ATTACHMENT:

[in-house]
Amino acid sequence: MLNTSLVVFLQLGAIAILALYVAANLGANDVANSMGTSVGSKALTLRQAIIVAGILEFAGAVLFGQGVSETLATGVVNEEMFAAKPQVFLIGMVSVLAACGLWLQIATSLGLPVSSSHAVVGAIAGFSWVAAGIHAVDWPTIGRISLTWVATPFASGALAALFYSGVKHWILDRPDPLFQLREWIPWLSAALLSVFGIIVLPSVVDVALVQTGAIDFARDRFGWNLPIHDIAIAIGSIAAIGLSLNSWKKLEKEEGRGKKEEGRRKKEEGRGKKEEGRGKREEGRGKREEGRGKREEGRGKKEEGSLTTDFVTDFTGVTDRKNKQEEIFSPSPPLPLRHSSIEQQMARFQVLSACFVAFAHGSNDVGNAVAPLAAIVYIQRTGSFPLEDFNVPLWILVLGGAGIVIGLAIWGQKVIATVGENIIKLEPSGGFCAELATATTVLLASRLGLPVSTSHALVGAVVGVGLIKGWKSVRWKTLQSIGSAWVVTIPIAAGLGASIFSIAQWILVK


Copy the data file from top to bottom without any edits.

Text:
[in-house]
Amino acid sequence: MLNTSLVVFLQLGAIAILALYVAANLGANDVANSMGTSVGSKALTLRQAIIVAGILEFAGAVLFGQGVSETLATGVVNEEMFAAKPQVFLIGMVSVLAACGLWLQIATSLGLPVSSSHAVVGAIAGFSWVAAGIHAVDWPTIGRISLTWVATPFASGALAALFYSGVKHWILDRPDPLFQLREWIPWLSAALLSVFGIIVLPSVVDVALVQTGAIDFARDRFGWNLPIHDIAIAIGSIAAIGLSLNSWKKLEKEEGRGKKEEGRRKKEEGRGKKEEGRGKREEGRGKREEGRGKREEGRGKKEEGSLTTDFVTDFTGVTDRKNKQEEIFSPSPPLPLRHSSIEQQMARFQVLSACFVAFAHGSNDVGNAVAPLAAIVYIQRTGSFPLEDFNVPLWILVLGGAGIVIGLAIWGQKVIATVGENIIKLEPSGGFCAELATATTVLLASRLGLPVSTSHALVGAVVGVGLIKGWKSVRWKTLQSIGSAWVVTIPIAAGLGASIFSIAQWILVK